While the neuro-psychological benefits of acupuncture have long been recognised in Western medicine, many people are surprised this can be applied to cats.
Acupuncture involves placing very fine needles into specific points to inhibit pain transmission via nervous pathways and to stimulate release of pain relieving chemicals, including endorphins, in the brain and spinal cord.
Acupuncture for cats:
Releases many neurotransmitters and neuro-hormones, some of which are endorphins, the “natural pain-killing” hormones
Relieves muscle spasms
Stimulates nerves & and your cat’s immune system
Acupuncture is an ongoing therapy, just like medication - not a “one-time fix”.
Acupuncture can be used alongside conventional veterinary medicine. Specific diseases that may be treated using acupuncture in cats include:
• Chronic pain – especially due to arthritis
• Urinary and faecal incontinence
• Chronic unresolved diarrhoea or constipation
• Immune dysfunction
• Chronic breathing problems – feline asthma/bronchitis
• Stress related disease, such as over grooming, inappropriate urination or aggression.
Fear not - the needles used in acupuncture are incredibly thin and inserting them is a relatively painless process. Your cat may feel a small scratch but it is not uncomfortable. It’s often a joy to see cats that have been suffering chronic pain curl up with relief and go to sleep during the treatment!
Acupuncture is a very safe treatment when administered by a trained practitioner like ours. Side effects are rare but they can happen on occasions. The cat’s condition can seem worse for 48 hours after the first treatment. Others may feel lethargic for 24 hours after treatment.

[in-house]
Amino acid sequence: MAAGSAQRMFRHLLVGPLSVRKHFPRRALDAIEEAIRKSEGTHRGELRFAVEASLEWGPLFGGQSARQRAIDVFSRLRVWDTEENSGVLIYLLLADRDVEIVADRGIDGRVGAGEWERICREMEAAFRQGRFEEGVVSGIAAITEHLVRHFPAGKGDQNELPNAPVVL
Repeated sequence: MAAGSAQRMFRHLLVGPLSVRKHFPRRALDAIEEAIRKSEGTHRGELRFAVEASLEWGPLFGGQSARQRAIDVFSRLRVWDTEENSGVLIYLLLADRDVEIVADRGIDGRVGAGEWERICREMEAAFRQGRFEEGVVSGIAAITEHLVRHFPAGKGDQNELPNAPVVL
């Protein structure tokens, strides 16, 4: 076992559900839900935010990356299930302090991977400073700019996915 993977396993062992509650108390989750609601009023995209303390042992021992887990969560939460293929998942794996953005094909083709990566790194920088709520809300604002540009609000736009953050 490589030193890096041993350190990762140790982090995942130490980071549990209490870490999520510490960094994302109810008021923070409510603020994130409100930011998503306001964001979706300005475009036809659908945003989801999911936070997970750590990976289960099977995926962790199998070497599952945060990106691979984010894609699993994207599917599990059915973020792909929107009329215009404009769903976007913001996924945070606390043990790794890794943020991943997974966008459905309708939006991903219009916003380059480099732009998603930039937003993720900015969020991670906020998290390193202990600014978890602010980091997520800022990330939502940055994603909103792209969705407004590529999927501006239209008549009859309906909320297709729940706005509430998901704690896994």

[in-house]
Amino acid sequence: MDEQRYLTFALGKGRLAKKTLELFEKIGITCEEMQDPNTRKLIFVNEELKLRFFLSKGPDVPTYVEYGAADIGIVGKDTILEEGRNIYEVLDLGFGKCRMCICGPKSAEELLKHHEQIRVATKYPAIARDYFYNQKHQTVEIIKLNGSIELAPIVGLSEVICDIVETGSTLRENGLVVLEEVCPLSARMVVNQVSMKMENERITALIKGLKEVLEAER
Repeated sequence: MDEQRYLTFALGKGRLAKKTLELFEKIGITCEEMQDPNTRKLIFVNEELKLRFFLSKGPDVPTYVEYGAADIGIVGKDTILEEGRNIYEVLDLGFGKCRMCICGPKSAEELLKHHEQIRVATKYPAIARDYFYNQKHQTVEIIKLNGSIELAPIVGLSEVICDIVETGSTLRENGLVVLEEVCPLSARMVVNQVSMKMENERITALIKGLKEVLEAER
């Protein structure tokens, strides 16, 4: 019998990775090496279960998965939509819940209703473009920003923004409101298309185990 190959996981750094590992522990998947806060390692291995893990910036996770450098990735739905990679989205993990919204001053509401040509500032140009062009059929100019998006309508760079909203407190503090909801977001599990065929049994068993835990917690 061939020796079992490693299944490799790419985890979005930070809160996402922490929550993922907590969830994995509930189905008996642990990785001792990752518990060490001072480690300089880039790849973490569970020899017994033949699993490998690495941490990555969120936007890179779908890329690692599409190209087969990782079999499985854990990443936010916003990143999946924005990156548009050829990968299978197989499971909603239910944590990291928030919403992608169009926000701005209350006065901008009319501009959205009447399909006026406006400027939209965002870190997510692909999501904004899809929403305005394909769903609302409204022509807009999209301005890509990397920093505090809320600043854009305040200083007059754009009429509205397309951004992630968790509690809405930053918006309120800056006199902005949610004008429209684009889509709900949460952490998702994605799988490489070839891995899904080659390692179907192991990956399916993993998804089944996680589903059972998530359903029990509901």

Every patient is different. Patients with chronic issues may be treated initially weekly for four weeks with follow-up treatments as often as every month. Less chronic conditions may be treated every two weeks for a month, then with sessions gradually reduced.
Like humans, not all cats respond to acupuncture. Positive responses may be observed after the first session. However it can take up to four treatments to determine if it’s working for a patient. Acupuncture is an ongoing therapy like medication not a “one-time fix”, nor is it a cure-all.
Each session may vary in length. The temperament of your cat can also influence how much acupuncture we attempt. Rest assured, even the most mischievous of our patients tend to relax and respond well once the needles are placed!
If you think your cat would benefit from acupuncture or you would like to know more please contact The London Cat Clinic on 0203 740 1112.